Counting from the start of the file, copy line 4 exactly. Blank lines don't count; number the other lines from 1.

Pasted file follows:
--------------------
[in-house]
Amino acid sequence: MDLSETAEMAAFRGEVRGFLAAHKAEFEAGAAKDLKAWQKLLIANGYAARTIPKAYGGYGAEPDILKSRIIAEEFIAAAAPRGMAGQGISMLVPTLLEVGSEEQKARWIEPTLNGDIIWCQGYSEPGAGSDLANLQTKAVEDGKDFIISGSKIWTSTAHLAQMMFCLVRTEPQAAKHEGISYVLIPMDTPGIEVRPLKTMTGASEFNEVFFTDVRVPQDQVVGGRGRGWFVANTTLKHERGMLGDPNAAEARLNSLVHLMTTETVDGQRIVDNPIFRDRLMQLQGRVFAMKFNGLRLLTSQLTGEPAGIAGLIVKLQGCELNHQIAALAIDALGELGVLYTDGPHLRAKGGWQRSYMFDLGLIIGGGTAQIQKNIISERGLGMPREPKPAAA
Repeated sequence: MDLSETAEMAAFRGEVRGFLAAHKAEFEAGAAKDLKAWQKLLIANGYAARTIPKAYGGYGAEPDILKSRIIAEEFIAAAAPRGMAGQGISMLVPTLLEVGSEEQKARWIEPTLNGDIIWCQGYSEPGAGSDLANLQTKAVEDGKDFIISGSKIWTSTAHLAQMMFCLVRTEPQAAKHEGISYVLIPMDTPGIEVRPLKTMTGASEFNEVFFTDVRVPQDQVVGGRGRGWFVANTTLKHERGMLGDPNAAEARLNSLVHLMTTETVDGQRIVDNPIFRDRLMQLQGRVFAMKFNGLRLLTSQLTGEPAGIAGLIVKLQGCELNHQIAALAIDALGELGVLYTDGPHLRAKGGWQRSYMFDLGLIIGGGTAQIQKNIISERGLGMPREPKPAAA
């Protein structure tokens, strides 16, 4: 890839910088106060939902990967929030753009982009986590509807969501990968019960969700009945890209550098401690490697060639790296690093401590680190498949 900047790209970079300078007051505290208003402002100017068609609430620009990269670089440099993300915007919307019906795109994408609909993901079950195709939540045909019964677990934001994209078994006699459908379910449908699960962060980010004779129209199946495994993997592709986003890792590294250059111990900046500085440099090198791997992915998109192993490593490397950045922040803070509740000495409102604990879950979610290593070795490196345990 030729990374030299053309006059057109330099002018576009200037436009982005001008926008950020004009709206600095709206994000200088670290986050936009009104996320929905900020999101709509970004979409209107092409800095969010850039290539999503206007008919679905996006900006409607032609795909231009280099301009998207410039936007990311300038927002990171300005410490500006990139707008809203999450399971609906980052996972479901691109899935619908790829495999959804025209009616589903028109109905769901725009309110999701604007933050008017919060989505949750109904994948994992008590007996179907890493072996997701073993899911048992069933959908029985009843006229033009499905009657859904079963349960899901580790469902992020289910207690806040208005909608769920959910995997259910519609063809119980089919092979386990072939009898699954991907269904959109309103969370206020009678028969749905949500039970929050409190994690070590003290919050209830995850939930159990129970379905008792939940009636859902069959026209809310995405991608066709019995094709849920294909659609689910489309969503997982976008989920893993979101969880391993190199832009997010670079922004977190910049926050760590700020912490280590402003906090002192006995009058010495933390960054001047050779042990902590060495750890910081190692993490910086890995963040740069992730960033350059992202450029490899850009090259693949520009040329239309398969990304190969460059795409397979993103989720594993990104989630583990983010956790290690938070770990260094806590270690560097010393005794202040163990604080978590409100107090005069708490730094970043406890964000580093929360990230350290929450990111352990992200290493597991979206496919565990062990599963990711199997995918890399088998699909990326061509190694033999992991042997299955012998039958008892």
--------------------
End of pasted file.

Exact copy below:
């Protein structure tokens, strides 16, 4: 890839910088106060939902990967929030753009982009986590509807969501990968019960969700009945890209550098401690490697060639790296690093401590680190498949 900047790209970079300078007051505290208003402002100017068609609430620009990269670089440099993300915007919307019906795109994408609909993901079950195709939540045909019964677990934001994209078994006699459908379910449908699960962060980010004779129209199946495994993997592709986003890792590294250059111990900046500085440099090198791997992915998109192993490593490397950045922040803070509740000495409102604990879950979610290593070795490196345990 030729990374030299053309006059057109330099002018576009200037436009982005001008926008950020004009709206600095709206994000200088670290986050936009009104996320929905900020999101709509970004979409209107092409800095969010850039290539999503206007008919679905996006900006409607032609795909231009280099301009998207410039936007990311300038927002990171300005410490500006990139707008809203999450399971609906980052996972479901691109899935619908790829495999959804025209009616589903028109109905769901725009309110999701604007933050008017919060989505949750109904994948994992008590007996179907890493072996997701073993899911048992069933959908029985009843006229033009499905009657859904079963349960899901580790469902992020289910207690806040208005909608769920959910995997259910519609063809119980089919092979386990072939009898699954991907269904959109309103969370206020009678028969749905949500039970929050409190994690070590003290919050209830995850939930159990129970379905008792939940009636859902069959026209809310995405991608066709019995094709849920294909659609689910489309969503997982976008989920893993979101969880391993190199832009997010670079922004977190910049926050760590700020912490280590402003906090002192006995009058010495933390960054001047050779042990902590060495750890910081190692993490910086890995963040740069992730960033350059992202450029490899850009090259693949520009040329239309398969990304190969460059795409397979993103989720594993990104989630583990983010956790290690938070770990260094806590270690560097010393005794202040163990604080978590409100107090005069708490730094970043406890964000580093929360990230350290929450990111352990992200290493597991979206496919565990062990599963990711199997995918890399088998699909990326061509190694033999992991042997299955012998039958008892």